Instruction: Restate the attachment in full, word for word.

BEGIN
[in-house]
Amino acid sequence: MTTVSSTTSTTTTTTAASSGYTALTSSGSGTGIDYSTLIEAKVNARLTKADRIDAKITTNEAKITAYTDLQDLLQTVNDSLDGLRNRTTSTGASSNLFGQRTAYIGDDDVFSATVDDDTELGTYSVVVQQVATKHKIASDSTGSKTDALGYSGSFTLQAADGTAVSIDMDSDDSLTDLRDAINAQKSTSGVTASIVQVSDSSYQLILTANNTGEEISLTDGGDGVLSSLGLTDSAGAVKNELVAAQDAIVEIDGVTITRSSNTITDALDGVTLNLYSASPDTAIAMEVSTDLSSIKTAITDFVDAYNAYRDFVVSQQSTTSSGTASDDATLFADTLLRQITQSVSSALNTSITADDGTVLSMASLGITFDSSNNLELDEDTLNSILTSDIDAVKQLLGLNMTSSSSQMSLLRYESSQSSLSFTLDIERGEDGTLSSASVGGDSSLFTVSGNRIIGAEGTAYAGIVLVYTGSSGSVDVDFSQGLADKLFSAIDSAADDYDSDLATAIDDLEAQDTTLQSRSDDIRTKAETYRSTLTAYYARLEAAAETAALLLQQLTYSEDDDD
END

[in-house]
Amino acid sequence: MTTVSSTTSTTTTTTAASSGYTALTSSGSGTGIDYSTLIEAKVNARLTKADRIDAKITTNEAKITAYTDLQDLLQTVNDSLDGLRNRTTSTGASSNLFGQRTAYIGDDDVFSATVDDDTELGTYSVVVQQVATKHKIASDSTGSKTDALGYSGSFTLQAADGTAVSIDMDSDDSLTDLRDAINAQKSTSGVTASIVQVSDSSYQLILTANNTGEEISLTDGGDGVLSSLGLTDSAGAVKNELVAAQDAIVEIDGVTITRSSNTITDALDGVTLNLYSASPDTAIAMEVSTDLSSIKTAITDFVDAYNAYRDFVVSQQSTTSSGTASDDATLFADTLLRQITQSVSSALNTSITADDGTVLSMASLGITFDSSNNLELDEDTLNSILTSDIDAVKQLLGLNMTSSSSQMSLLRYESSQSSLSFTLDIERGEDGTLSSASVGGDSSLFTVSGNRIIGAEGTAYAGIVLVYTGSSGSVDVDFSQGLADKLFSAIDSAADDYDSDLATAIDDLEAQDTTLQSRSDDIRTKAETYRSTLTAYYARLEAAAETAALLLQQLTYSEDDDD